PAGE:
Mindfulness with Sitara Morgenster

Tag: mindfulness meditation

Judgements

You know this already; that the “father of modern mindfulness” Jon Kabat-Zin, says that mindfulness meditation “is paying attention in a particular way: on purpose, in the present moment, and non-judgmentally.”

The reason I’m bringing this up (again), is to focus on one of the elements of this definition today: the non-judgemental part.

Because for most of us, the non-judgemental mindset is not a destination reached overnight, and can cause grief for many a mindfulness practitioner. Especially as almost all of use have been trained in an extremely judgemental (=competitive) schooling systems.

So the non-judgemental, accepting part of mindfulness meditation will require a possibly long time of noticing the judgements in your mind flying thick and fast.

Observing them is the key here. It’s as simple as that.


Studying a blade of grass

Foto: Sitara Morgenster

blade of grass

This is a mindfulness exercise to do instead of or in addition to your formal (12-minute) sitting time*.

Study a blade of grass. Go out, find some tall grass, select a blade, and give it your undivided attention. If you can’t get out, study a leaf or stalk of the potted plant in your living room or office cubicle.

What should you be thinking about or noticing? If you can actually quiet your nerves and your chattering mind and pay attention to the blade of grass to the exclusion of everything else, you will know without having to ask what this exercise is designed to do.

Set your timer to do this for 10-15 minutes.
Then watch this space!
Part two of this mindfulness exercise is scheduled for #NZ Lockdown Day 20

*) This exercise was largely taken and ever so slightly adapted from Eric Maisel’s ‘Be Mindful’-chapter in his “The Creativity Book” (2000)

#NZ Lockdown Day 15

Register, Allow, Inspect, Noursh-guided mindfulness meditation for feeling emotion (R.A.I.N.)

I (finally!) recorded the “RAIN”-meditation I use in the intro course to mindfulness meditation, week 3. People either love it or hate it. I have recorded it for people who loved it. Or those who want to try a R.A.I.N.-meditation for the first time. And of course those who hated it might want to give it another go.

R.A.I.N. meditations assist with exploring icky feelings and bodily sensations we usually don’t want, label as negative, prefer to ignore, push away or try to fix. R.A.I.N. is an excellent tool for persistent emotions that keep gnawing or are repetitively triggered.

R is for recognise (the feeling) or register the feeling; starting by noticing there’s “something there”. A is for allowing it to be there, recognising that whatever you feel is  okay (even when it doesn’t feel okay). Allowing leaves the judgement outside the door. I is for investigating or inspecting, getting to know the feeling; it’s qualities, it’s location in the body, it’s associated thinking patterns. And finally, N is for non-identification (I feel this, but the feeling is not who I am. It’s a passing thing and it doesn’t define me, even though it seems temporarily part of me) or N for nourishment. In this guided meditation we use Register, Inspect, Allow and Nourish.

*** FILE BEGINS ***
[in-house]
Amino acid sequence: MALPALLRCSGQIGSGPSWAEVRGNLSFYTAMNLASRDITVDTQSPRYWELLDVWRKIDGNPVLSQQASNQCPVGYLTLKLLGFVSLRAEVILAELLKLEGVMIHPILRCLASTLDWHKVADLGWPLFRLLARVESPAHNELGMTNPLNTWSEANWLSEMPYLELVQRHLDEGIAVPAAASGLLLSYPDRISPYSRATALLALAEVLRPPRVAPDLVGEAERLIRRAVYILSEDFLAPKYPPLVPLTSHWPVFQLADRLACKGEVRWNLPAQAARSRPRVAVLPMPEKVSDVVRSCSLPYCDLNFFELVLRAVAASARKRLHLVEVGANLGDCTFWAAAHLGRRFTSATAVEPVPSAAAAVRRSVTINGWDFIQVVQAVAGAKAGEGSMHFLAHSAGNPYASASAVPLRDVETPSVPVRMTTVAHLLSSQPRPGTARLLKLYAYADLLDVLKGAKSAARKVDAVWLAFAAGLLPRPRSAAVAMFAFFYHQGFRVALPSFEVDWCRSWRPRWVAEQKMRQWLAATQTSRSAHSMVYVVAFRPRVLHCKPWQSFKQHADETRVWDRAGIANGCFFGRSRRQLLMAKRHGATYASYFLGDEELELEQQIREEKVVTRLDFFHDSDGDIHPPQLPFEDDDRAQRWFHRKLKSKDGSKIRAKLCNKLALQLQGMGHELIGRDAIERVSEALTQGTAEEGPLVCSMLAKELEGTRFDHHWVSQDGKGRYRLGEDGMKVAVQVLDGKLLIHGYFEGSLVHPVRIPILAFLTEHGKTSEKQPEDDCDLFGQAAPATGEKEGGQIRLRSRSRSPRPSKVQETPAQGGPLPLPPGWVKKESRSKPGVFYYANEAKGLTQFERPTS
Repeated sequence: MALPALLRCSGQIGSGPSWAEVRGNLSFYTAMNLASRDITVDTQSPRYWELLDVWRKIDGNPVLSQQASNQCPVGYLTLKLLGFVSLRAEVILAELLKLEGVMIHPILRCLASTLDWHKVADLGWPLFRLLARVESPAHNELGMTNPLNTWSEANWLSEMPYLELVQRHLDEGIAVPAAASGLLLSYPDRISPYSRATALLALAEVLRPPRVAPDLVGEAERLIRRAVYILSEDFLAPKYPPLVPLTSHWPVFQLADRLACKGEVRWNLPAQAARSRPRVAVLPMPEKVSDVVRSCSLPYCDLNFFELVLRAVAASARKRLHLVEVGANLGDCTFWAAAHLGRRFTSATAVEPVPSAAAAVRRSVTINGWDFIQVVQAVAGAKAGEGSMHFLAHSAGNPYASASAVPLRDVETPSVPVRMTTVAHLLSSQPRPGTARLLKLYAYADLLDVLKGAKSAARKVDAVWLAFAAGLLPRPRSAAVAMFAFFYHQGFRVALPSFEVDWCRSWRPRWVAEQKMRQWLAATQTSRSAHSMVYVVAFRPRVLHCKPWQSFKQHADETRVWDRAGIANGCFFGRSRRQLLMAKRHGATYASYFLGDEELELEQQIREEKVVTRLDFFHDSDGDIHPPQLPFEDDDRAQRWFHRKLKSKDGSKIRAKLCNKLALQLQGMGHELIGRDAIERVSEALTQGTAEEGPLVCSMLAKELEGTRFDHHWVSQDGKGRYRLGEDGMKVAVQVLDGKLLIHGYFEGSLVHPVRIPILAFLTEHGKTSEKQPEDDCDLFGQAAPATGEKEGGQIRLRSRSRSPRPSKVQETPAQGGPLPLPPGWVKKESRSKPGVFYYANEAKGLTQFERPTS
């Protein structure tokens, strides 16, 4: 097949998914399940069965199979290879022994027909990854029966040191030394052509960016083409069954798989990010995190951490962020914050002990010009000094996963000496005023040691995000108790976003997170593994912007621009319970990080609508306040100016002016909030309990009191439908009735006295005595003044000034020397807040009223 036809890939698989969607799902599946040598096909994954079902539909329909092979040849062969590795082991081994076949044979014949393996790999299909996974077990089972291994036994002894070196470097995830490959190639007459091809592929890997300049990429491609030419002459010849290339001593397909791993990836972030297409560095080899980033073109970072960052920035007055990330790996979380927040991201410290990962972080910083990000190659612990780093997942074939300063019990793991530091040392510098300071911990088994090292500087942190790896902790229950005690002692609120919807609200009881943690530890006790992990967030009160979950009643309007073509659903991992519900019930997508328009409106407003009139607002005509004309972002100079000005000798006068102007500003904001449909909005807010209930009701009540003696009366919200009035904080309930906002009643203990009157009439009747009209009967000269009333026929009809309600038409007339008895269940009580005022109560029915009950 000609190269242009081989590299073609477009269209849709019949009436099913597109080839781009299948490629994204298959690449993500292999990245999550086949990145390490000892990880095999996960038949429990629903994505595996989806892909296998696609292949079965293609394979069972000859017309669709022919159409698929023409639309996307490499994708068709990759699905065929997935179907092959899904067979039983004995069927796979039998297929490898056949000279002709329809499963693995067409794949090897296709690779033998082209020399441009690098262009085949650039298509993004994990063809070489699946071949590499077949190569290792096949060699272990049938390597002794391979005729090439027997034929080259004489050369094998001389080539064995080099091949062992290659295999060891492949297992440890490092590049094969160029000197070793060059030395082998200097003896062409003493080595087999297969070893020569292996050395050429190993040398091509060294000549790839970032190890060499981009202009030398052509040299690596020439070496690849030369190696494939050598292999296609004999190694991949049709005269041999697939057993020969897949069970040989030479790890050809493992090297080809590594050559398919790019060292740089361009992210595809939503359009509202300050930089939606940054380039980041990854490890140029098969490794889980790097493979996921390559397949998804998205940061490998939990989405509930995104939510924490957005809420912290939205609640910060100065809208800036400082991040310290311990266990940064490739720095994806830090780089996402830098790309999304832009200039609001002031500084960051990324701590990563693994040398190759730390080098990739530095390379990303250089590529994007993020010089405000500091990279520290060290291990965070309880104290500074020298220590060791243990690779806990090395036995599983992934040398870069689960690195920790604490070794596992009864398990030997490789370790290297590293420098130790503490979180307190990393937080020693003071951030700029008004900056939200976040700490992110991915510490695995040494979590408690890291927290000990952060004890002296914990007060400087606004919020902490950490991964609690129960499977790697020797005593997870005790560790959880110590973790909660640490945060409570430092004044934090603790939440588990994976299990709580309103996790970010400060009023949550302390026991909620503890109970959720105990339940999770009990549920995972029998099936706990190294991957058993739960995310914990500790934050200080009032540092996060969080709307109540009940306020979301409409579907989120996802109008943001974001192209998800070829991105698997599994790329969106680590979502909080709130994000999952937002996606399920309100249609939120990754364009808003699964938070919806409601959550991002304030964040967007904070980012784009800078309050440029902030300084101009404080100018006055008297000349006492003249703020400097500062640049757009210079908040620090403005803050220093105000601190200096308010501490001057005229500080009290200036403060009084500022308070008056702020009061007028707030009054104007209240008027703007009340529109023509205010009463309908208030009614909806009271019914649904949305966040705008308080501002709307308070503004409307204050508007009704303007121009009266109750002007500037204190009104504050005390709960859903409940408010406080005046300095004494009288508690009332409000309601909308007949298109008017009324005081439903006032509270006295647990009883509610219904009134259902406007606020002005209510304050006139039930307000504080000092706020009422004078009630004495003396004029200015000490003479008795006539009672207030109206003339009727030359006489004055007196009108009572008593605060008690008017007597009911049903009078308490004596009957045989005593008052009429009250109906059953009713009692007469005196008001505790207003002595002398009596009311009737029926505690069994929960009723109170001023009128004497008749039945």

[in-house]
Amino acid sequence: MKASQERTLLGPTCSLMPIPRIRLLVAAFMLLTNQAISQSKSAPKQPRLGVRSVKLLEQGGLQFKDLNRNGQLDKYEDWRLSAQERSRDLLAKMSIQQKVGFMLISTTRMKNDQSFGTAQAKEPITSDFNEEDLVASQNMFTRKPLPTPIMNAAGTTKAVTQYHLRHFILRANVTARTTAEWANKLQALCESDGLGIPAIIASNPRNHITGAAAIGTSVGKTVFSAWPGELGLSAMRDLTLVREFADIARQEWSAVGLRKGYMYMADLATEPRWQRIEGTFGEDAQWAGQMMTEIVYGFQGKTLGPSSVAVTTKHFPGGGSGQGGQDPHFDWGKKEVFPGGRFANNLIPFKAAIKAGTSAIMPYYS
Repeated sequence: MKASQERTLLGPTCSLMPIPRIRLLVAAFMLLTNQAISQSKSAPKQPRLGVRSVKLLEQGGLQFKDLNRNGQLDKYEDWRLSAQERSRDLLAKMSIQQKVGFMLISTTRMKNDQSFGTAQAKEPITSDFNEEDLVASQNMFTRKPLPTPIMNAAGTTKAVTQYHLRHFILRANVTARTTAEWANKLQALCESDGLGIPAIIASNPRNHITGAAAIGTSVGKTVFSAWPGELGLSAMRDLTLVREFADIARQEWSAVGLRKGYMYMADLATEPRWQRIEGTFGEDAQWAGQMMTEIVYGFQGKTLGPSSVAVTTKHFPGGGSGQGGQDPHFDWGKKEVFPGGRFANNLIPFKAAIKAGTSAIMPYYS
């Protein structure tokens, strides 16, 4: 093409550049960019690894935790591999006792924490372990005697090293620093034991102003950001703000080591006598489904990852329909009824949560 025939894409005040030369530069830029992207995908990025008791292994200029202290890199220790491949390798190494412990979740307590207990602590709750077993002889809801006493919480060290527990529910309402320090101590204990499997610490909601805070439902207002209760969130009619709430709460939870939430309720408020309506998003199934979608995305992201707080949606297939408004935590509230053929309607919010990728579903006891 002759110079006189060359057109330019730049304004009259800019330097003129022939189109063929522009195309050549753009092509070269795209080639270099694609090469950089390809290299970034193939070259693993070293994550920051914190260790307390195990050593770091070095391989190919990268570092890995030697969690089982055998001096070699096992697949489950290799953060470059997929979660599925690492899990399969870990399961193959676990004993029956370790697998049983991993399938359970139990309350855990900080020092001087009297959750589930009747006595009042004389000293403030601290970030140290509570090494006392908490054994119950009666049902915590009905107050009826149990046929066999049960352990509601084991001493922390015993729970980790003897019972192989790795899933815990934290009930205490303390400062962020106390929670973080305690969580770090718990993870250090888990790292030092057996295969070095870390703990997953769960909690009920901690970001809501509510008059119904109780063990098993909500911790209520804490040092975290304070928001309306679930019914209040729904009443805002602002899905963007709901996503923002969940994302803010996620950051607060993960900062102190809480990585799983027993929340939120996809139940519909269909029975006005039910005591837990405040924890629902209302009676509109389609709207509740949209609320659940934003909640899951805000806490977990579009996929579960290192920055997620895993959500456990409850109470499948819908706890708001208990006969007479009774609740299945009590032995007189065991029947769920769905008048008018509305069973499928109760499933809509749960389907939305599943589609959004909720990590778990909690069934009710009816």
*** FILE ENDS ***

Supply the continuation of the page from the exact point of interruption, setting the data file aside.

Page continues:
If you are new to using guided RAIN meditations, don’t try and tackle the “biggest” emotion straightaway and don’t start with the toughest upheaval. Practice this technique first. Begin with feeling (from a situation) that is mildly unpleasant, something not too threatening. Perhaps the feelings arising from a quarrel with a colleague, for instance, or an impatience with your neighbour, irritations from an encounter with a stranger in the supermarket, or something such as a slight sensation of restlessness that can be felt present somewhere in the body, like a persistent background noise. While it’s often external events, conditions, encounters that seem to elicit feelings/emotions/sensations, whatever goes on in you is still yours, you own it. With kindness we acknowledge they’re our perceptions and interpretations.

As with other (guided) mindfulness meditation sessions, these formal sitting times are to ‘build up muscle’, a muscle of emotional strength and curious kindness. Not only to be able to “tackle”, or rather “be with” bigger feelings over time, but also to build the skill to use these R.A.I.N.-tools ‘on the fly’, ‘in the world’, out in the wild, whenever you might need or want to use them. Until they become second nature – with awareness.

Unlike psychological or behavioural approaches, you are not asked to analyse or overthink your feelings/emotions/sensations. You “RAIN” them! This is important to remember. To remember to just feel and notice. Use breath where needed to focus awareness on the body whenever attention gets stuck in the mind. Write to me with any questions!

Click here to access this guided mindfulness meditation, stored on Soundcloud. It is about 14 minutes long, but of course you can use it multiple times a day if you feel to. The session ends with three tinkles of a meditation bell.

What am I doing?

Every now and again, I like to ask myself what I’m doing when I propose to myself to be practising mindfulness meditation. Give myself a little refresher. Go back to basics. It always helps me to look up Jon Kabat Zinn’s description: ‘Mindfulness means paying attention in a particular way; on purpose, in the present moment, and non-judgmentally.’ Okay, so I’m sitting down because I decide that’s what I want or need (“on purpose”), and relaxing (“non-judgmentally”) with reality as it is (“the present moment”). This means I accept things as they are, or at least that it is my intention to accept things as they are. I don’t try to feel any particular way. I don’t try to change anything. I don’t try to ‘get anywhere’. I shut up and feel, I open myself up to what I perceive about “what is”. I allow all emotions and sensations. My breath is my anchor. Once I’m well established in following my breathing (and this can take a moment, a day, weeks or months, depending on how much I practise), I trust that I have the wherewithal to look at all feelings: the ones that are difficult or painful or taboo, the ones I’ve been avoiding, suppressing or exaggerating, the ones I have been reacting from or tried to fix. To the degree I can do this is the degree I will also be able to feel joy, pleasure, ecstasy, lightness, bliss, happiness. And then I can open up to wider awareness. It’s not all as linear as I’ve just described; that’s just the easiest way to describe it. In reality it is more up and down, and more fluid.